New year thoughts: “What doesn’t kill us makes us stronger?” and a mission for this year.
Thursday, January 7, 2021
Wednesday, December 23, 2020
It is events like this that drive evolution. The theory of punctuated equilibrium says that biological evolution happens in fits and starts, driven by major events. Our culture and our systems are evolving. And our educational systems will evolve.
And while the cognitive load has us all down for the count right now, our eyes need to be on that prize of new and better ways of doing things--ways that will be more resilient to future disruptions like these.
A few come to mind for education: more authentic assessments that can't be cheated on, rigor that goes beyond memorization and simple application of concepts that can be googled, a focus on social, emotional and other so-called non-cognitive skills, a renewed focus on technical and vocational skills, and a focus on those ideas that really light kids fires--ideas that can compete with (or join forces with?) video games.
I think the same idea holds true outside of education. The past year has shown us all some major weaknesses in how we do things. Will we evolve? I think the answer is a definite yes. The only question is in what direction.
Change, after all, is the only constant in this world.
Sunday, August 30, 2020
0: Zero. This is the number of things that I can actually control. These days it seems like we're all balancing on the edge of a precipice. But it's worse than that--we're falling. But really that's how it always is. There's always this illusion that we're in control of things, but we never really are. And this feeling of needing to be in control creates all this anxiety. There's this cool saying attributed to Chögyam Trungpa Rinpoche: "The bad news is, you’re falling through the air, nothing to hang on to, no parachute. The good news is, there’s no ground." So my goal is to relax into that feeling of falling. In this case, it means remembering that my job is just to do the best I can for the kids. It means focusing on their needs, challenging them while supporting them, and just enjoying my time with them this year.
1/2: One half. With the hybrid schedule, new safety protocols, new online learning platforms, and just rampant stress that we and our students are dealing with, I figure if we can cover 50% of what we normally do, we are doing really well. And that's OK, because there are more important things to focus on this year, like how our kids are doing emotionally and socially. And we can never require more of them than we can fully support. I put this into practice last week. I started creating a plan for the first week on our new learning management system. Then I realized it was based on a normal year, so I went through it and cut at least half of the stuff out of it and pushed it to the next week.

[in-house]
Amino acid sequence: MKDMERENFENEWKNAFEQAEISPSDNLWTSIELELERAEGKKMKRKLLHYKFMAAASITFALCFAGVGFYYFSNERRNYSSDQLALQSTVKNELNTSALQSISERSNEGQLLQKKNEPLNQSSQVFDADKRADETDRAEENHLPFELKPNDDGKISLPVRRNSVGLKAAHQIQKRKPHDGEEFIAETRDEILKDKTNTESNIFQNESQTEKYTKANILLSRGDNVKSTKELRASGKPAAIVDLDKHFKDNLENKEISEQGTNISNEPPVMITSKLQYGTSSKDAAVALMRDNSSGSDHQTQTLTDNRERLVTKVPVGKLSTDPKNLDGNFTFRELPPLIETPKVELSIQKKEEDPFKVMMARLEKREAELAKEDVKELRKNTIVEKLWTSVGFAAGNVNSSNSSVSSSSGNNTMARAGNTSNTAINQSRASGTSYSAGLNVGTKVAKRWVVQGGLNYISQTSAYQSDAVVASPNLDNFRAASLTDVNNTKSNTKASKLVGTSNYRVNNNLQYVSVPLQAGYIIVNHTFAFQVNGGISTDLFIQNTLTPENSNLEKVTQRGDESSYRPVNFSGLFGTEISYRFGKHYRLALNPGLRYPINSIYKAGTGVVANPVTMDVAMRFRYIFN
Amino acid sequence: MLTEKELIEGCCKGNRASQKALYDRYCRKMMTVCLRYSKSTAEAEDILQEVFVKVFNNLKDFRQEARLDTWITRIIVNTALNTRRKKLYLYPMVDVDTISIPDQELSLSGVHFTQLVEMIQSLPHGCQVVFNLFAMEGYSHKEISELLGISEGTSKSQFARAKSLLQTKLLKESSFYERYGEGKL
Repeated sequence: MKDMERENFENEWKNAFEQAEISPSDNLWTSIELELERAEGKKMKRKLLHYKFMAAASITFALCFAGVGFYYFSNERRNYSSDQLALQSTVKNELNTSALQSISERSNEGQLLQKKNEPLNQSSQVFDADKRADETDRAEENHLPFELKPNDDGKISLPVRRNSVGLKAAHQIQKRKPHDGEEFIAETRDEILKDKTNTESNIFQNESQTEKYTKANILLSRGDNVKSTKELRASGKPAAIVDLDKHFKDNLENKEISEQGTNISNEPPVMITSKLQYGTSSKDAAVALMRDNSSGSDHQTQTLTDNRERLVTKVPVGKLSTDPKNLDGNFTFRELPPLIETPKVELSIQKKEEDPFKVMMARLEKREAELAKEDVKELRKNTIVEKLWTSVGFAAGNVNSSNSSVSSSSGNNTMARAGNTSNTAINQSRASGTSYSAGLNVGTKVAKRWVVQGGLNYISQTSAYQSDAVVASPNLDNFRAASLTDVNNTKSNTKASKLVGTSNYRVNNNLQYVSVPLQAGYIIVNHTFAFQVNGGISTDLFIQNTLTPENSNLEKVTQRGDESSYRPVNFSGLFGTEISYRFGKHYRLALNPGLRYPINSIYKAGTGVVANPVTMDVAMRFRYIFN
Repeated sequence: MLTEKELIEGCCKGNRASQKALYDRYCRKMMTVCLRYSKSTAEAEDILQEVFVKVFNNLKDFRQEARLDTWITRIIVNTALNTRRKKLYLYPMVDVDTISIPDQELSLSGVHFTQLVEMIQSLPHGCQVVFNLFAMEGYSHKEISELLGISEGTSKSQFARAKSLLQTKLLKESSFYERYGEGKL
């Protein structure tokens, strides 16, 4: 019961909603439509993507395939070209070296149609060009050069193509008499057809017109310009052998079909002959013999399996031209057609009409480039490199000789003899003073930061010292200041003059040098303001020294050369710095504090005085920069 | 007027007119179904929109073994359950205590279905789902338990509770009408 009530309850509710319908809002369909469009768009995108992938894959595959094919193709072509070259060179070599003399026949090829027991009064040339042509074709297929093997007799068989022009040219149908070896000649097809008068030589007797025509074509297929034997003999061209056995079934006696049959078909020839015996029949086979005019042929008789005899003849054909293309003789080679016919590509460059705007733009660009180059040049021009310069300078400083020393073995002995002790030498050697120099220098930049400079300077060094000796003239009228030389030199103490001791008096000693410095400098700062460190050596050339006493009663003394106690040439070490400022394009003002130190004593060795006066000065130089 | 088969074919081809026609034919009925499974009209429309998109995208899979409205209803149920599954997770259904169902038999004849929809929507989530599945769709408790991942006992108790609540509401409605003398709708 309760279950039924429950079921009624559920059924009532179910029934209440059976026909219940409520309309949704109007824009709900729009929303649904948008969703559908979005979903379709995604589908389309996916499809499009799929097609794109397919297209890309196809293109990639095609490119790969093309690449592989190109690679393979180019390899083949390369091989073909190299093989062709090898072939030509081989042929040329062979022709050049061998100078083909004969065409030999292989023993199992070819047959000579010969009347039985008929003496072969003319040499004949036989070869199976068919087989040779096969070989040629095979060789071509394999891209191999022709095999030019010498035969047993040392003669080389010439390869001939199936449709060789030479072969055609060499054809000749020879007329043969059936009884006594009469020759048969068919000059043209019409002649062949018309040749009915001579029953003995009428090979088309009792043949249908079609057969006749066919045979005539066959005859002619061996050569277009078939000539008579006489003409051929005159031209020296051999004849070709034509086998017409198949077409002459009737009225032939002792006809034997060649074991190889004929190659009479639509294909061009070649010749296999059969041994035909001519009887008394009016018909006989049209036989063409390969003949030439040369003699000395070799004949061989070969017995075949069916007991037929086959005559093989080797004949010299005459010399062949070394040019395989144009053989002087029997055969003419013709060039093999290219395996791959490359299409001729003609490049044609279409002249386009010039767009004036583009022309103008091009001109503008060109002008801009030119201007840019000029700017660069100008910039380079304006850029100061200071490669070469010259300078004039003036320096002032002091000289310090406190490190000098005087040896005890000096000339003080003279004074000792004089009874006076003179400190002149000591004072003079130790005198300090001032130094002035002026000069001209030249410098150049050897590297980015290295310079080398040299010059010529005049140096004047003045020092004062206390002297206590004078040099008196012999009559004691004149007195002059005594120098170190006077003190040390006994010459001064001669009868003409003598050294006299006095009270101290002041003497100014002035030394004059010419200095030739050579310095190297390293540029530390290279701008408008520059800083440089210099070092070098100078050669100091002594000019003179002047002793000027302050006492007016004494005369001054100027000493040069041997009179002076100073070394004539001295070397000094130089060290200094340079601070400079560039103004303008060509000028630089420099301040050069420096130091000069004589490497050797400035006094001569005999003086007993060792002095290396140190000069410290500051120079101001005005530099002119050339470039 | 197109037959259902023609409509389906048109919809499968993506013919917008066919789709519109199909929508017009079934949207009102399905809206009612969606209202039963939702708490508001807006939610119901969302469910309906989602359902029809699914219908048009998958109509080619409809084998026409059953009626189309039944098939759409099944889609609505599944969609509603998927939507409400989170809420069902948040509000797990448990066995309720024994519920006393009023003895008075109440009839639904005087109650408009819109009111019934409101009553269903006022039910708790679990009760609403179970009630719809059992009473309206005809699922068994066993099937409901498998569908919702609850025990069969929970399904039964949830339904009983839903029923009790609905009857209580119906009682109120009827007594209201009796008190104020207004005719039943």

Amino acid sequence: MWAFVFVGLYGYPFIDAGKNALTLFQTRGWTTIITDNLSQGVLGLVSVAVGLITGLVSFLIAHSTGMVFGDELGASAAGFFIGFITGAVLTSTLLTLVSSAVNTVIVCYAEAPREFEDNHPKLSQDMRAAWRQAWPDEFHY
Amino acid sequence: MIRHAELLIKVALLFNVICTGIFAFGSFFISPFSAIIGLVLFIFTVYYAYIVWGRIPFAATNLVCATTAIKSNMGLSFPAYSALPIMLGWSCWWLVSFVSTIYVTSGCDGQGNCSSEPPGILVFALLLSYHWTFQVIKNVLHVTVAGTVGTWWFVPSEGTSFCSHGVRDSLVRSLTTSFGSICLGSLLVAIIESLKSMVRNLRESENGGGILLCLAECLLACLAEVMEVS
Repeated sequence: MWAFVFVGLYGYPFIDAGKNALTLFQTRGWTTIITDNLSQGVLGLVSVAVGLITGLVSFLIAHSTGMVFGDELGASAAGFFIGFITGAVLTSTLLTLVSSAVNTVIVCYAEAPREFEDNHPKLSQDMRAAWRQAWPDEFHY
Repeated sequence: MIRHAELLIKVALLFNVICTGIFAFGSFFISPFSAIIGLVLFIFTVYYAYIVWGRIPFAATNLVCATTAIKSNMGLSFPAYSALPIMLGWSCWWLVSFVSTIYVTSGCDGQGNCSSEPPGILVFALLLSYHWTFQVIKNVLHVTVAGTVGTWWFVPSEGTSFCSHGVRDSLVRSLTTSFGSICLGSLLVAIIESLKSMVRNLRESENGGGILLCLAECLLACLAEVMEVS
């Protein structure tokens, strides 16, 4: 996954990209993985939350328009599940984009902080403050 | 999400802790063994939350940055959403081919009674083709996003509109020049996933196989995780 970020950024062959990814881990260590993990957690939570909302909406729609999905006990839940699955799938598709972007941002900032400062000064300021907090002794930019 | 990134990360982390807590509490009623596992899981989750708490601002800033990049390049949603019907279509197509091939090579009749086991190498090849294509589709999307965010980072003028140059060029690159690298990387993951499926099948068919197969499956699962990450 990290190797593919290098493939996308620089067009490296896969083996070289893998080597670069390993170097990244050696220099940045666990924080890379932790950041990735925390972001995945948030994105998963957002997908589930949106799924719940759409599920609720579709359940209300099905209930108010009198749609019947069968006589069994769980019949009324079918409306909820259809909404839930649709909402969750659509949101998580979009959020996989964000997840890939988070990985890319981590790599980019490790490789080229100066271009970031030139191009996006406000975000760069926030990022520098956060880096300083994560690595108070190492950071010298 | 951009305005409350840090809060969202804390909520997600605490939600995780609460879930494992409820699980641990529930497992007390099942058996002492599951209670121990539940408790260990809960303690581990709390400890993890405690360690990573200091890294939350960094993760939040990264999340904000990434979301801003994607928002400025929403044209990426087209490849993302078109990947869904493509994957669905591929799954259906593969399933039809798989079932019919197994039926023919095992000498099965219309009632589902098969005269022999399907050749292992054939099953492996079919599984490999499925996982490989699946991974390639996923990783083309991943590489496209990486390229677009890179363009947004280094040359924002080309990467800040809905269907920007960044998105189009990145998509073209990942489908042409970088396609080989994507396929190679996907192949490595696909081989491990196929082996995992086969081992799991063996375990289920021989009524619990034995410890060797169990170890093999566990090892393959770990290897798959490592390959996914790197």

1: One thing. What's the one thing I want to accomplish this year if nothing else? This principle is based on the classic book by Gary Keller. For me, it's that I will not give up. I will not give up trying to reach and support every single student I have.
2: Two months. I read once that you really can't expect to sustain a high level of intensity and motivation for more than a couple of months at a time. Motivation goes in cycles. We all need periods of rest and deloading. Normally, that roughly fits with the quarters of the school year. But this year, many of us will be starting at the end of a cycle, having been working hard and stressing all summer trying to plan for an unpredictable fall. But that's OK. It just means we may need to start in a deload phase. Our students probably need that, too. And we will all need periods of deloading throughout the year.
3: Three things at a time. As I've gotten older, I've realized I can only maintain focus on about three big things at a time before I start getting stressed out. This means I need no more than about three big goals to accomplish on any particular day. For example, the first day of school these might be: 1) get to know my students and their needs, 2) support my staff as they start their school year, and 3) troubleshoot and adjust my hybrid instructional approach as needed. There's no doubt there will be other big, worthy goals that want to get done that day, and I may get to them, but they will have to wait in line.